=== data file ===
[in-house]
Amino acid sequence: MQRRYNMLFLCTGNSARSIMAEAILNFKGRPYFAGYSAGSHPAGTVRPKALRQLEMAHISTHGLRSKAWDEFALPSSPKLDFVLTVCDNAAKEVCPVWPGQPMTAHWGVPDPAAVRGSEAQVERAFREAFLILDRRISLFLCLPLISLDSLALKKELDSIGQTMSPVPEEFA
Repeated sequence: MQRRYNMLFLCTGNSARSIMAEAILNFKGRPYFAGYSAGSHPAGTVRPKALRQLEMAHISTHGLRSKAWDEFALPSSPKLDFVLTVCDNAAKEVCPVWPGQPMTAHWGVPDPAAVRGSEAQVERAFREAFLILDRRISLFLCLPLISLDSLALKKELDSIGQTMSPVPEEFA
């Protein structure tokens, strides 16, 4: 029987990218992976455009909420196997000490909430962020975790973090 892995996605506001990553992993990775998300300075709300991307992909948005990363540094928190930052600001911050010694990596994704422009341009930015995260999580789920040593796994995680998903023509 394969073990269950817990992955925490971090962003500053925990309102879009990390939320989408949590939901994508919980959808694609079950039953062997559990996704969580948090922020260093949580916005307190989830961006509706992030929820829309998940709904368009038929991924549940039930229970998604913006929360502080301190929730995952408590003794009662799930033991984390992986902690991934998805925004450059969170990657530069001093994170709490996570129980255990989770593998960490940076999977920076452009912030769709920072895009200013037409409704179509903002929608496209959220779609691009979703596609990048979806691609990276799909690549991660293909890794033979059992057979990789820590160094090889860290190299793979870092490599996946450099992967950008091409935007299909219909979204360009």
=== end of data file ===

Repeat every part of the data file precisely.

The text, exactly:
[in-house]
Amino acid sequence: MQRRYNMLFLCTGNSARSIMAEAILNFKGRPYFAGYSAGSHPAGTVRPKALRQLEMAHISTHGLRSKAWDEFALPSSPKLDFVLTVCDNAAKEVCPVWPGQPMTAHWGVPDPAAVRGSEAQVERAFREAFLILDRRISLFLCLPLISLDSLALKKELDSIGQTMSPVPEEFA
Repeated sequence: MQRRYNMLFLCTGNSARSIMAEAILNFKGRPYFAGYSAGSHPAGTVRPKALRQLEMAHISTHGLRSKAWDEFALPSSPKLDFVLTVCDNAAKEVCPVWPGQPMTAHWGVPDPAAVRGSEAQVERAFREAFLILDRRISLFLCLPLISLDSLALKKELDSIGQTMSPVPEEFA
């Protein structure tokens, strides 16, 4: 029987990218992976455009909420196997000490909430962020975790973090 892995996605506001990553992993990775998300300075709300991307992909948005990363540094928190930052600001911050010694990596994704422009341009930015995260999580789920040593796994995680998903023509 394969073990269950817990992955925490971090962003500053925990309102879009990390939320989408949590939901994508919980959808694609079950039953062997559990996704969580948090922020260093949580916005307190989830961006509706992030929820829309998940709904368009038929991924549940039930229970998604913006929360502080301190929730995952408590003794009662799930033991984390992986902690991934998805925004450059969170990657530069001093994170709490996570129980255990989770593998960490940076999977920076452009912030769709920072895009200013037409409704179509903002929608496209959220779609691009979703596609990048979806691609990276799909690549991660293909890794033979059992057979990789820590160094090889860290190299793979870092490599996946450099992967950008091409935007299909219909979204360009």